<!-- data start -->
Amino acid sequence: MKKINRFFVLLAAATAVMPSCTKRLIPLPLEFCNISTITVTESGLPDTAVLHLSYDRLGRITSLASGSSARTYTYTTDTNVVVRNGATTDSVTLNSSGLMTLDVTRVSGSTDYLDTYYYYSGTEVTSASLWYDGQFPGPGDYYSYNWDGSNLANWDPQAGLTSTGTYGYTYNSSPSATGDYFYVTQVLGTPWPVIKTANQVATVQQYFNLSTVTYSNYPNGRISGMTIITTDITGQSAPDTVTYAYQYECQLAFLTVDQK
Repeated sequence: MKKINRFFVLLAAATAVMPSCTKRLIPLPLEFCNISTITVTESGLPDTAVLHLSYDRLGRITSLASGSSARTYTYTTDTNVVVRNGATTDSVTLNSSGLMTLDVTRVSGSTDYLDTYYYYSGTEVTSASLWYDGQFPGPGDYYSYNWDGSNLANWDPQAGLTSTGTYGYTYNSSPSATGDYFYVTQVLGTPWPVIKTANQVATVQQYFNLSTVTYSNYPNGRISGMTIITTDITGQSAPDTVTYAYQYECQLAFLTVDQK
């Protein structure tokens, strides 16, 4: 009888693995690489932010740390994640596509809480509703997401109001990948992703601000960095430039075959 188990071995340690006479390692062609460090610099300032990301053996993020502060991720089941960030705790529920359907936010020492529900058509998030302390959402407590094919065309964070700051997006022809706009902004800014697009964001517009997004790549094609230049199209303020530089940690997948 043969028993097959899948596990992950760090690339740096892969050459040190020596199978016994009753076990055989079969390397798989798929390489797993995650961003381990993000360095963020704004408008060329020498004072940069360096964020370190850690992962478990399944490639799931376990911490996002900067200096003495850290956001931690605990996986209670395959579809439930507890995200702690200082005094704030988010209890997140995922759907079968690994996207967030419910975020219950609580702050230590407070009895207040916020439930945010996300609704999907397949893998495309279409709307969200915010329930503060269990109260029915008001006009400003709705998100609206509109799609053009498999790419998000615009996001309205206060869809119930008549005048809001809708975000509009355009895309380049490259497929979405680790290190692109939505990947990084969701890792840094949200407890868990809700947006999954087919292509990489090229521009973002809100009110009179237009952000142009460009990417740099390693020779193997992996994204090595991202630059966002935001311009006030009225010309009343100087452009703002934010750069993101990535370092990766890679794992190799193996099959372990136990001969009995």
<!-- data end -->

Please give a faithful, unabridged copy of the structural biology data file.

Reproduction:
Amino acid sequence: MKKINRFFVLLAAATAVMPSCTKRLIPLPLEFCNISTITVTESGLPDTAVLHLSYDRLGRITSLASGSSARTYTYTTDTNVVVRNGATTDSVTLNSSGLMTLDVTRVSGSTDYLDTYYYYSGTEVTSASLWYDGQFPGPGDYYSYNWDGSNLANWDPQAGLTSTGTYGYTYNSSPSATGDYFYVTQVLGTPWPVIKTANQVATVQQYFNLSTVTYSNYPNGRISGMTIITTDITGQSAPDTVTYAYQYECQLAFLTVDQK
Repeated sequence: MKKINRFFVLLAAATAVMPSCTKRLIPLPLEFCNISTITVTESGLPDTAVLHLSYDRLGRITSLASGSSARTYTYTTDTNVVVRNGATTDSVTLNSSGLMTLDVTRVSGSTDYLDTYYYYSGTEVTSASLWYDGQFPGPGDYYSYNWDGSNLANWDPQAGLTSTGTYGYTYNSSPSATGDYFYVTQVLGTPWPVIKTANQVATVQQYFNLSTVTYSNYPNGRISGMTIITTDITGQSAPDTVTYAYQYECQLAFLTVDQK
């Protein structure tokens, strides 16, 4: 009888693995690489932010740390994640596509809480509703997401109001990948992703601000960095430039075959 188990071995340690006479390692062609460090610099300032990301053996993020502060991720089941960030705790529920359907936010020492529900058509998030302390959402407590094919065309964070700051997006022809706009902004800014697009964001517009997004790549094609230049199209303020530089940690997948 043969028993097959899948596990992950760090690339740096892969050459040190020596199978016994009753076990055989079969390397798989798929390489797993995650961003381990993000360095963020704004408008060329020498004072940069360096964020370190850690992962478990399944490639799931376990911490996002900067200096003495850290956001931690605990996986209670395959579809439930507890995200702690200082005094704030988010209890997140995922759907079968690994996207967030419910975020219950609580702050230590407070009895207040916020439930945010996300609704999907397949893998495309279409709307969200915010329930503060269990109260029915008001006009400003709705998100609206509109799609053009498999790419998000615009996001309205206060869809119930008549005048809001809708975000509009355009895309380049490259497929979405680790290190692109939505990947990084969701890792840094949200407890868990809700947006999954087919292509990489090229521009973002809100009110009179237009952000142009460009990417740099390693020779193997992996994204090595991202630059966002935001311009006030009225010309009343100087452009703002934010750069993101990535370092990766890679794992190799193996099959372990136990001969009995």